FIRE, NCAC Call on Fordham to Recognize Students for Justice in Palestine
NEW YORK, Jan. 25, 2017—Fordham University is refusing to recognize a prospective chapter of the group Students for Justice in Palestine (SJP) on the basis of the group’s political beliefs. Today, the Foundation for Individual Rights in Education (FIRE) and the National Coalition Against Censorship (NCAC) are calling on Fordham University to reverse the university’s rejection of SJP and reaffirm to students that the university will not renege on its free speech promises.
On November 17, 2016, the Fordham United Student Government (USG) Senate and Executive Board approved Students for Justice in Palestine’s application for recognition, noting that SJP “fulfills a need for open discussion and demonstrates that Fordham is a place that exemplifies diversity of thought.”
But after USG’s approval, Dean of Students Keith Eldredge notified SJP members that he wanted to review the group’s status before finalizing official recognition. On December 22, Eldredge informed the students that he would not grant SJP official recognition, writing that he “cannot support an organization whose sole purpose is advocating political goals of a specific group, and against a specific country” and that “the Israeli-Palestinian conflict … often leads to polarization rather than dialogue.” He also notified them that his decision could not be appealed.
“Fordham would be a bleak, quiet place if the university sought to eliminate ‘polarizing’ debates from campus,” said FIRE Program Officer Sarah McLaughlin. “In fact, students are often inspired to engage in advocacy or join clubs specifically because the issues they care about are contentious and in need of defense or representation.”
In response to media attention spurred by a January 17 letter from Palestine Legal and the Center for Constitutional Rights on behalf of SJP, Fordham officials released a statement reaffirming Eldredge’s decision, claiming “[t]he narrowness of Students for Justice in Palestine’s political focus makes it more akin to a lobbying group than a student club.”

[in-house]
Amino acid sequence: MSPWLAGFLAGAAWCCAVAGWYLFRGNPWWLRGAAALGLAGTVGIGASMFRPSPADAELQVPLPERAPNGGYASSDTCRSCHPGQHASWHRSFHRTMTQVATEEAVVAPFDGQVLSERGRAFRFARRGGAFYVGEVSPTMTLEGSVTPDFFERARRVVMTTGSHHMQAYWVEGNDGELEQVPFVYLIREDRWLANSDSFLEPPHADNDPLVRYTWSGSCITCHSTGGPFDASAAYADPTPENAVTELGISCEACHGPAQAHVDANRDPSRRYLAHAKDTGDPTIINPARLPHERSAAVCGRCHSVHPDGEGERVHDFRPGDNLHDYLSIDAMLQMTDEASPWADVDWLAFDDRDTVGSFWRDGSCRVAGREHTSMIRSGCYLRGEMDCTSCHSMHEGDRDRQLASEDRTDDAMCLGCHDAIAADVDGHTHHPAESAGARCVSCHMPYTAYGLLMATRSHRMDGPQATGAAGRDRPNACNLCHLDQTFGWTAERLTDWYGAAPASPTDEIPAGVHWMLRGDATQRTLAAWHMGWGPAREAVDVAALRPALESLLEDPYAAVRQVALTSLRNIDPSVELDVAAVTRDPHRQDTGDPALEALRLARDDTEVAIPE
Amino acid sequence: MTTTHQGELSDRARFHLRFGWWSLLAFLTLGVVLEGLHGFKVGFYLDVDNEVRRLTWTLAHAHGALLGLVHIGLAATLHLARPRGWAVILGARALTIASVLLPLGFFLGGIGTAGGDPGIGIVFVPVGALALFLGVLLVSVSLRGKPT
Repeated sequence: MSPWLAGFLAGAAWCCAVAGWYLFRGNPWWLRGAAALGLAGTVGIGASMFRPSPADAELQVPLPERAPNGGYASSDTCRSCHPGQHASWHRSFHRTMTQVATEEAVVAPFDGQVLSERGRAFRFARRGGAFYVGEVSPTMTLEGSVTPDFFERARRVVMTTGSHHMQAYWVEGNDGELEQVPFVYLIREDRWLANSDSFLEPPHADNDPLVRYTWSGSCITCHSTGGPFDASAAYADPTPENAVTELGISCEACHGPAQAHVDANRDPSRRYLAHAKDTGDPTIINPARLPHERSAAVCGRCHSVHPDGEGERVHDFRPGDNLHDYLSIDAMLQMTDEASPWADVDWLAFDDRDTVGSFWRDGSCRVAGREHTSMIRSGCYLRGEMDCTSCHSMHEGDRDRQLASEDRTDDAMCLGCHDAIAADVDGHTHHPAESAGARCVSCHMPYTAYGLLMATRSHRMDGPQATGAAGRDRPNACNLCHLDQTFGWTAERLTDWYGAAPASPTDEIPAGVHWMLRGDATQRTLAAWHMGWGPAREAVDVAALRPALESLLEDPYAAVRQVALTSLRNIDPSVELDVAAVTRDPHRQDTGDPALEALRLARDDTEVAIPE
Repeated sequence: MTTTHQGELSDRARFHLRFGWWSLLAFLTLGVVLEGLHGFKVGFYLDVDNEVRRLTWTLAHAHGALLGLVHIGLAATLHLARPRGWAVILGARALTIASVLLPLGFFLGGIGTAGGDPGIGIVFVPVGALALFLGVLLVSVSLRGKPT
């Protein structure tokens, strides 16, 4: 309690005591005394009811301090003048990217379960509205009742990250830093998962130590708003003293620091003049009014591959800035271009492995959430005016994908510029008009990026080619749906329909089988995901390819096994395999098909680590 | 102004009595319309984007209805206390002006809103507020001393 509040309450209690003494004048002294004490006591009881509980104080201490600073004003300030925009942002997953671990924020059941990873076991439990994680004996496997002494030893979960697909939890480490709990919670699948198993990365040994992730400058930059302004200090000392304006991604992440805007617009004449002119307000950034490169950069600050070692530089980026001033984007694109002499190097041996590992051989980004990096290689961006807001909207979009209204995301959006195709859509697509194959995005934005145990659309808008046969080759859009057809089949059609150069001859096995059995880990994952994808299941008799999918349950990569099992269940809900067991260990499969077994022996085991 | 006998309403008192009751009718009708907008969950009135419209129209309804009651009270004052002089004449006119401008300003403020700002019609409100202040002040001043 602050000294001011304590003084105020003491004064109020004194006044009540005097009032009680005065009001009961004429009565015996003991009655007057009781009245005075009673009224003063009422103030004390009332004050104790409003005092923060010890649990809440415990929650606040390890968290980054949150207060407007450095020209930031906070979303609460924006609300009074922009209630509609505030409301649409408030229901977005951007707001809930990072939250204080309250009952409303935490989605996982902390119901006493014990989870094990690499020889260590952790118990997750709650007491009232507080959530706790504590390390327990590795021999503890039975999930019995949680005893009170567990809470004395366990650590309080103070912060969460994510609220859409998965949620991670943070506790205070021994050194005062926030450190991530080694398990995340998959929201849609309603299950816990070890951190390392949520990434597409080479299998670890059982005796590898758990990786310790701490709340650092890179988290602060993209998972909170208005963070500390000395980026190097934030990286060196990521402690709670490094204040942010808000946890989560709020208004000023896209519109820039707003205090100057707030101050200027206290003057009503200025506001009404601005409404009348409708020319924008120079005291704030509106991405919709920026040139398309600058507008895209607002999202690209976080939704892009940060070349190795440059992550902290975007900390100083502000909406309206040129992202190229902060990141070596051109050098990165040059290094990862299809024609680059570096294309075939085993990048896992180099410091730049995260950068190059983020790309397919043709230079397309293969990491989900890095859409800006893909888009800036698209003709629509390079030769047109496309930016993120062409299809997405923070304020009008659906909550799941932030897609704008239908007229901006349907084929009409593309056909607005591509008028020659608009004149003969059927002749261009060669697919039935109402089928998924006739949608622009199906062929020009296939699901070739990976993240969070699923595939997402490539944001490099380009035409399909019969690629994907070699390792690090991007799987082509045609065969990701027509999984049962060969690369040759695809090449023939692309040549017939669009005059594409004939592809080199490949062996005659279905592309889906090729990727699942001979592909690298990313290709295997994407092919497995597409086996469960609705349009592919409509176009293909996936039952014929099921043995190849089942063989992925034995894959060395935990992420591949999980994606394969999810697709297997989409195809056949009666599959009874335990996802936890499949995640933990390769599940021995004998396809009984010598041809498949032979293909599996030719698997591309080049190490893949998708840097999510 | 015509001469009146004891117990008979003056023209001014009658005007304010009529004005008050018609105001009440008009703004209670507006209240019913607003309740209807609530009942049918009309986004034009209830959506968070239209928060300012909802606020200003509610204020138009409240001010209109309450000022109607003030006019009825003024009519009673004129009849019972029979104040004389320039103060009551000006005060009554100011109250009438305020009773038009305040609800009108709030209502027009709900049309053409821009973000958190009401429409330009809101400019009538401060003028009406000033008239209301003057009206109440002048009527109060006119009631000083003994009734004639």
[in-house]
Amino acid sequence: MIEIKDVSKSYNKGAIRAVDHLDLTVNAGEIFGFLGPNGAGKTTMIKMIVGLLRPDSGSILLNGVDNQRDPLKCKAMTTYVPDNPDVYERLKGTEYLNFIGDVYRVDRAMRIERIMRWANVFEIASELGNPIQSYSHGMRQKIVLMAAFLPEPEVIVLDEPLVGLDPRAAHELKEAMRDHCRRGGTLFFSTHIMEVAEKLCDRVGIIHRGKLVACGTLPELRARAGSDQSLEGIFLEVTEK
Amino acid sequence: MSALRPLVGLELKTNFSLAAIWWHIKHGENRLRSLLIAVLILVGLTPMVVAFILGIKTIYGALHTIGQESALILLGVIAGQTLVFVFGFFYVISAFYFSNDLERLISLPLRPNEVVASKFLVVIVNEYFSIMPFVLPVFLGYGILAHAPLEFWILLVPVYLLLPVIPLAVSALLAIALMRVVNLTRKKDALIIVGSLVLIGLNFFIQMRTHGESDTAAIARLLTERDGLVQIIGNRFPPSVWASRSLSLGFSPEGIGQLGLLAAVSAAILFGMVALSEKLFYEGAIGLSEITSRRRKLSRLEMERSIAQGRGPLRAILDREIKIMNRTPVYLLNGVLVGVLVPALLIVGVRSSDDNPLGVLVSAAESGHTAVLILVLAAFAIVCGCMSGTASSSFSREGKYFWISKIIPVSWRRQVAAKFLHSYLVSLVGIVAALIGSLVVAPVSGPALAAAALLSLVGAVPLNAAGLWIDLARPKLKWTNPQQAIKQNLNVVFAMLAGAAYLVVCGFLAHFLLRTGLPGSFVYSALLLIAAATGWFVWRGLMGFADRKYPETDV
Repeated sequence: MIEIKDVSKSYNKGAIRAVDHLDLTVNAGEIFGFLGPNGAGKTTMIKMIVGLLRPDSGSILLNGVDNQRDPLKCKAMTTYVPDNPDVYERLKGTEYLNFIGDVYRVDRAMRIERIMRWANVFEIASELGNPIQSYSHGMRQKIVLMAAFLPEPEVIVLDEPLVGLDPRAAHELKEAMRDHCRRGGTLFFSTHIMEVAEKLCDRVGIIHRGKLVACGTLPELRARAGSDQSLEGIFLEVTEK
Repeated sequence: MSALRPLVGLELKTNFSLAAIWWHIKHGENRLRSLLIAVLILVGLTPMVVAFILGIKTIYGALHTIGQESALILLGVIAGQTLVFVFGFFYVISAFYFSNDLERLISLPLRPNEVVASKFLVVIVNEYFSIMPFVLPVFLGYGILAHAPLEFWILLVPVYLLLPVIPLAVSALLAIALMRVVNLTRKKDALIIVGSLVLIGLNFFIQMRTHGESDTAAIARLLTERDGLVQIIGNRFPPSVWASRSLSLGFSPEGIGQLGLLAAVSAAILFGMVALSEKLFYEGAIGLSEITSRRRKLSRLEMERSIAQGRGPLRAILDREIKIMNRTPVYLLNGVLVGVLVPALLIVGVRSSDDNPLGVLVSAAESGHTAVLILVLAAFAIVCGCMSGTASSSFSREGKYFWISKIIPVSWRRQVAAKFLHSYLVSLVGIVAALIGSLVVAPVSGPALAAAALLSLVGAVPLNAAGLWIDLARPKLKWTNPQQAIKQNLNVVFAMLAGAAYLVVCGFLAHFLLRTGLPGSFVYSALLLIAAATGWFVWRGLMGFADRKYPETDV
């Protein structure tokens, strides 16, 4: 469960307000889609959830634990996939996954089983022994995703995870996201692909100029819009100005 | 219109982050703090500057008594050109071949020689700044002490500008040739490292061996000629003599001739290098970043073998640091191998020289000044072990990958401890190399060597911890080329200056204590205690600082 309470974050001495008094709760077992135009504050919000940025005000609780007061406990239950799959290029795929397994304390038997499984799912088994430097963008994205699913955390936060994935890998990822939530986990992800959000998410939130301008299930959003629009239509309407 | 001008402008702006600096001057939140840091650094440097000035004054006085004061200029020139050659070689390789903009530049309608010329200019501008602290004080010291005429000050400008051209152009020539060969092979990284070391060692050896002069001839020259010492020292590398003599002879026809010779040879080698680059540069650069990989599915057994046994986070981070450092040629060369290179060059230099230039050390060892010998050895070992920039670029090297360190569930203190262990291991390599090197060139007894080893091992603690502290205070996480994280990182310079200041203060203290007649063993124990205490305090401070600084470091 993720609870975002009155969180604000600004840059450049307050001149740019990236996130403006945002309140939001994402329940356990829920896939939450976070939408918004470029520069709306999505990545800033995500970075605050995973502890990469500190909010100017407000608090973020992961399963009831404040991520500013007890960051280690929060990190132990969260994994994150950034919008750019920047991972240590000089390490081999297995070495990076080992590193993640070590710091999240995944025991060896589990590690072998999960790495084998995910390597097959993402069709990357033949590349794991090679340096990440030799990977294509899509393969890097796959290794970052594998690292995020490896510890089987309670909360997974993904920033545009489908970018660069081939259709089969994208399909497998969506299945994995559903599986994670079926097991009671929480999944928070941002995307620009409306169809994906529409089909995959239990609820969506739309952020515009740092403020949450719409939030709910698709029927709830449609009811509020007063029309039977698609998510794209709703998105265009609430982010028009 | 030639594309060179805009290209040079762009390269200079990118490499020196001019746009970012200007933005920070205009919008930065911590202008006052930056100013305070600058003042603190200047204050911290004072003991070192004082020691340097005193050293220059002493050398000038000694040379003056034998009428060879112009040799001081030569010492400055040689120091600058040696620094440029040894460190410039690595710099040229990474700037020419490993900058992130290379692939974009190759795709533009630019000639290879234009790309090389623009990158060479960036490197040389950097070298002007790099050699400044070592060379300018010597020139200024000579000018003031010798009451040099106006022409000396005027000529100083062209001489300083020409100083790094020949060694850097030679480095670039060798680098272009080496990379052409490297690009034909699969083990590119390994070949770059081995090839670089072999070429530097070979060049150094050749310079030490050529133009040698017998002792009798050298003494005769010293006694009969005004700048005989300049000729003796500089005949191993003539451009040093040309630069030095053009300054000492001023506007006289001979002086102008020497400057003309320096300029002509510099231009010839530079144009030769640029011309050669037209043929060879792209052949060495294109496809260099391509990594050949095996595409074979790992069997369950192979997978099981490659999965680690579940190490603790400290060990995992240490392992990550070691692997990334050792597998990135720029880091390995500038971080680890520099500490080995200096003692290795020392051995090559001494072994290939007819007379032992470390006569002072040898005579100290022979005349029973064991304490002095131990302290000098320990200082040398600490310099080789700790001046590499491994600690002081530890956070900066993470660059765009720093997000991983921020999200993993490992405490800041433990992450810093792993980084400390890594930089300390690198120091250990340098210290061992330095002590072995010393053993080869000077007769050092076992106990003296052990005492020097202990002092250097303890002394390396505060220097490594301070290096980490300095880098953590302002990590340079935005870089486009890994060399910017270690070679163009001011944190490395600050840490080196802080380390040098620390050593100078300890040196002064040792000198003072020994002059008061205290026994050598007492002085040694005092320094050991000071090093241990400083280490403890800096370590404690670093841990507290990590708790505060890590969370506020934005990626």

Viewpoint-based refusals to recognize student groups are all too common on campuses nationwide. FIRE has intervened in many such situations, taking action on behalf of an NAACP chapter at Catholic University of America, a Turning Point USA chapter at Northwestern University, pro-life groups at Johns Hopkins University and Gonzaga University, a group opposed to gay marriage at Notre Dame, an LGBT student group at Hampton University, and Christian groups at Princeton University and Pace University, among others.
“Fordham’s policies rightly state that ‘[t]he expression of controversial ideas and differing views is a vital part of University discourse,’” said McLaughlin. “Fordham should not engage in viewpoint discrimination when students are attempting to take part in exactly the kinds of discourse the university claims to value.”
The Foundation for Individual Rights in Education (FIRE) is a nonpartisan, nonprofit organization dedicated to defending liberty, freedom of speech, due process, academic freedom, legal equality, and freedom of conscience on America’s college campuses.
The National Coalition Against Censorship (NCAC), founded in 1974, is an alliance of over 50 national nonprofit organizations, including literary, artistic, religious, educational, professional, labor, and civil liberties groups dedicated to promoting the right to free speech.
Daniel Burnett, Communications Manager, FIRE: 215-717-3473; email@example.com
Rev. Joseph Michael McShane, President, Fordham University; 718-817-3000; firstname.lastname@example.org
Keith Eldredge, Dean of Students, Fordham University; 212-636-6250; email@example.com